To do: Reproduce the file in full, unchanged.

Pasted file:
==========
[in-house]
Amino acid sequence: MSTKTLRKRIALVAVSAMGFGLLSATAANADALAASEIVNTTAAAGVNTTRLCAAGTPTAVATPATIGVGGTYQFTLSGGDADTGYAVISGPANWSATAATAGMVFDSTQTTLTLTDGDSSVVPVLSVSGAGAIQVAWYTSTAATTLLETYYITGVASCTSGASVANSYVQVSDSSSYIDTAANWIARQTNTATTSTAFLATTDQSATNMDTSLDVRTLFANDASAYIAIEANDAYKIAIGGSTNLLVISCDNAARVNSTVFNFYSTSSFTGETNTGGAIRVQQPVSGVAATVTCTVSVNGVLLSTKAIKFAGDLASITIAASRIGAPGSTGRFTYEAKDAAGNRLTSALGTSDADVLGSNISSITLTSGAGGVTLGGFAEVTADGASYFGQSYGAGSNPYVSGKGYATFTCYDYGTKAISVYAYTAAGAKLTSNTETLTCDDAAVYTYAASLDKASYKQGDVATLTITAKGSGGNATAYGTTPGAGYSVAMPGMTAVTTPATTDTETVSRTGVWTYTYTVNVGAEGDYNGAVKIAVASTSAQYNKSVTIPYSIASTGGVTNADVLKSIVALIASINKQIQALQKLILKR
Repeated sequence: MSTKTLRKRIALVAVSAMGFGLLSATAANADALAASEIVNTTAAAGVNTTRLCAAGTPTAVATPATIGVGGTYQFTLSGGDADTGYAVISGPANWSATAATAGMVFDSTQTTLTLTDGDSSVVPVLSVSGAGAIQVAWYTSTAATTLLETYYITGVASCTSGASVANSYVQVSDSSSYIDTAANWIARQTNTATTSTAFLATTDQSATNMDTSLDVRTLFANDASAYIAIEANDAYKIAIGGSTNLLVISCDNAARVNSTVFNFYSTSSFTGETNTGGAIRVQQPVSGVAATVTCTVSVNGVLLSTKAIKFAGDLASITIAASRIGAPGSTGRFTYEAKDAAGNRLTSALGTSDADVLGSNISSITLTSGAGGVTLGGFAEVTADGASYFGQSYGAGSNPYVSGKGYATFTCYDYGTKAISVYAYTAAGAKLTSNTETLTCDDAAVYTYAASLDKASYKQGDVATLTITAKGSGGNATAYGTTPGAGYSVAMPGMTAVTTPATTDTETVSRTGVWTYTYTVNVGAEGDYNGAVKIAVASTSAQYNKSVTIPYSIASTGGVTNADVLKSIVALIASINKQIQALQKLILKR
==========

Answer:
[in-house]
Amino acid sequence: MSTKTLRKRIALVAVSAMGFGLLSATAANADALAASEIVNTTAAAGVNTTRLCAAGTPTAVATPATIGVGGTYQFTLSGGDADTGYAVISGPANWSATAATAGMVFDSTQTTLTLTDGDSSVVPVLSVSGAGAIQVAWYTSTAATTLLETYYITGVASCTSGASVANSYVQVSDSSSYIDTAANWIARQTNTATTSTAFLATTDQSATNMDTSLDVRTLFANDASAYIAIEANDAYKIAIGGSTNLLVISCDNAARVNSTVFNFYSTSSFTGETNTGGAIRVQQPVSGVAATVTCTVSVNGVLLSTKAIKFAGDLASITIAASRIGAPGSTGRFTYEAKDAAGNRLTSALGTSDADVLGSNISSITLTSGAGGVTLGGFAEVTADGASYFGQSYGAGSNPYVSGKGYATFTCYDYGTKAISVYAYTAAGAKLTSNTETLTCDDAAVYTYAASLDKASYKQGDVATLTITAKGSGGNATAYGTTPGAGYSVAMPGMTAVTTPATTDTETVSRTGVWTYTYTVNVGAEGDYNGAVKIAVASTSAQYNKSVTIPYSIASTGGVTNADVLKSIVALIASINKQIQALQKLILKR
Repeated sequence: MSTKTLRKRIALVAVSAMGFGLLSATAANADALAASEIVNTTAAAGVNTTRLCAAGTPTAVATPATIGVGGTYQFTLSGGDADTGYAVISGPANWSATAATAGMVFDSTQTTLTLTDGDSSVVPVLSVSGAGAIQVAWYTSTAATTLLETYYITGVASCTSGASVANSYVQVSDSSSYIDTAANWIARQTNTATTSTAFLATTDQSATNMDTSLDVRTLFANDASAYIAIEANDAYKIAIGGSTNLLVISCDNAARVNSTVFNFYSTSSFTGETNTGGAIRVQQPVSGVAATVTCTVSVNGVLLSTKAIKFAGDLASITIAASRIGAPGSTGRFTYEAKDAAGNRLTSALGTSDADVLGSNISSITLTSGAGGVTLGGFAEVTADGASYFGQSYGAGSNPYVSGKGYATFTCYDYGTKAISVYAYTAAGAKLTSNTETLTCDDAAVYTYAASLDKASYKQGDVATLTITAKGSGGNATAYGTTPGAGYSVAMPGMTAVTTPATTDTETVSRTGVWTYTYTVNVGAEGDYNGAVKIAVASTSAQYNKSVTIPYSIASTGGVTNADVLKSIVALIASINKQIQALQKLILKR